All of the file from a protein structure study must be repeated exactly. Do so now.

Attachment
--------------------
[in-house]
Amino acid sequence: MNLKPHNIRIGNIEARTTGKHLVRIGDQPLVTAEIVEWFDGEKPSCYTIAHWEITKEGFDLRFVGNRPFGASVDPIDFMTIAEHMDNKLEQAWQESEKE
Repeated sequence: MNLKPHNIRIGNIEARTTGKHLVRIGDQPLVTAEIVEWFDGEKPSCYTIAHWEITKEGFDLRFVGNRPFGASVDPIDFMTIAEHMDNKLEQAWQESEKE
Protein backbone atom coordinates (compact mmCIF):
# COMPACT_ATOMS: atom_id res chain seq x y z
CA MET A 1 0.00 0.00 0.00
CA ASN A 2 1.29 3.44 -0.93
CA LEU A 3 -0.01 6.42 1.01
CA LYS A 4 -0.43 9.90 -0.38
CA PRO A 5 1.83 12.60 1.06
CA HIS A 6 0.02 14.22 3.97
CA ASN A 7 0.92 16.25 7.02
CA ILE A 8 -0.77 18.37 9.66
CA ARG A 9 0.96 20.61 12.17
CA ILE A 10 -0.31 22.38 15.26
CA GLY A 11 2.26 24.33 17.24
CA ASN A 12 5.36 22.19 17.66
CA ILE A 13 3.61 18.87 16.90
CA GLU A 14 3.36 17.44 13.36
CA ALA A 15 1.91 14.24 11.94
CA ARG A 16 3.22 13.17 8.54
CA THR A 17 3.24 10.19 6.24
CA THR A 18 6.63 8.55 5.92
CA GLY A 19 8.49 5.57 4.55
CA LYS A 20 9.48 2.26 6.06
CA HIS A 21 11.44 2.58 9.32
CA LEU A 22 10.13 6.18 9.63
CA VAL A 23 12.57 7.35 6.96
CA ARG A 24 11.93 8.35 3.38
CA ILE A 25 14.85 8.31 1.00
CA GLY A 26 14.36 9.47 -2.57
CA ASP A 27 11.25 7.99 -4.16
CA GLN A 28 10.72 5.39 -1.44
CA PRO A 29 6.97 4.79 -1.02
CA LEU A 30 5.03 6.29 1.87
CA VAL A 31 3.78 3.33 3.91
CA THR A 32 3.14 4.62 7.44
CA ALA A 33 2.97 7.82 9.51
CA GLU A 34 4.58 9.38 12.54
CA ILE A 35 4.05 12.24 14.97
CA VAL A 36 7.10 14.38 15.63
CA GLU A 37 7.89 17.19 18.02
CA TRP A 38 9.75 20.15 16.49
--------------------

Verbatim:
[in-house]
Amino acid sequence: MNLKPHNIRIGNIEARTTGKHLVRIGDQPLVTAEIVEWFDGEKPSCYTIAHWEITKEGFDLRFVGNRPFGASVDPIDFMTIAEHMDNKLEQAWQESEKE
Repeated sequence: MNLKPHNIRIGNIEARTTGKHLVRIGDQPLVTAEIVEWFDGEKPSCYTIAHWEITKEGFDLRFVGNRPFGASVDPIDFMTIAEHMDNKLEQAWQESEKE
Protein backbone atom coordinates (compact mmCIF):
# COMPACT_ATOMS: atom_id res chain seq x y z
CA MET A 1 0.00 0.00 0.00
CA ASN A 2 1.29 3.44 -0.93
CA LEU A 3 -0.01 6.42 1.01
CA LYS A 4 -0.43 9.90 -0.38
CA PRO A 5 1.83 12.60 1.06
CA HIS A 6 0.02 14.22 3.97
CA ASN A 7 0.92 16.25 7.02
CA ILE A 8 -0.77 18.37 9.66
CA ARG A 9 0.96 20.61 12.17
CA ILE A 10 -0.31 22.38 15.26
CA GLY A 11 2.26 24.33 17.24
CA ASN A 12 5.36 22.19 17.66
CA ILE A 13 3.61 18.87 16.90
CA GLU A 14 3.36 17.44 13.36
CA ALA A 15 1.91 14.24 11.94
CA ARG A 16 3.22 13.17 8.54
CA THR A 17 3.24 10.19 6.24
CA THR A 18 6.63 8.55 5.92
CA GLY A 19 8.49 5.57 4.55
CA LYS A 20 9.48 2.26 6.06
CA HIS A 21 11.44 2.58 9.32
CA LEU A 22 10.13 6.18 9.63
CA VAL A 23 12.57 7.35 6.96
CA ARG A 24 11.93 8.35 3.38
CA ILE A 25 14.85 8.31 1.00
CA GLY A 26 14.36 9.47 -2.57
CA ASP A 27 11.25 7.99 -4.16
CA GLN A 28 10.72 5.39 -1.44
CA PRO A 29 6.97 4.79 -1.02
CA LEU A 30 5.03 6.29 1.87
CA VAL A 31 3.78 3.33 3.91
CA THR A 32 3.14 4.62 7.44
CA ALA A 33 2.97 7.82 9.51
CA GLU A 34 4.58 9.38 12.54
CA ILE A 35 4.05 12.24 14.97
CA VAL A 36 7.10 14.38 15.63
CA GLU A 37 7.89 17.19 18.02
CA TRP A 38 9.75 20.15 16.49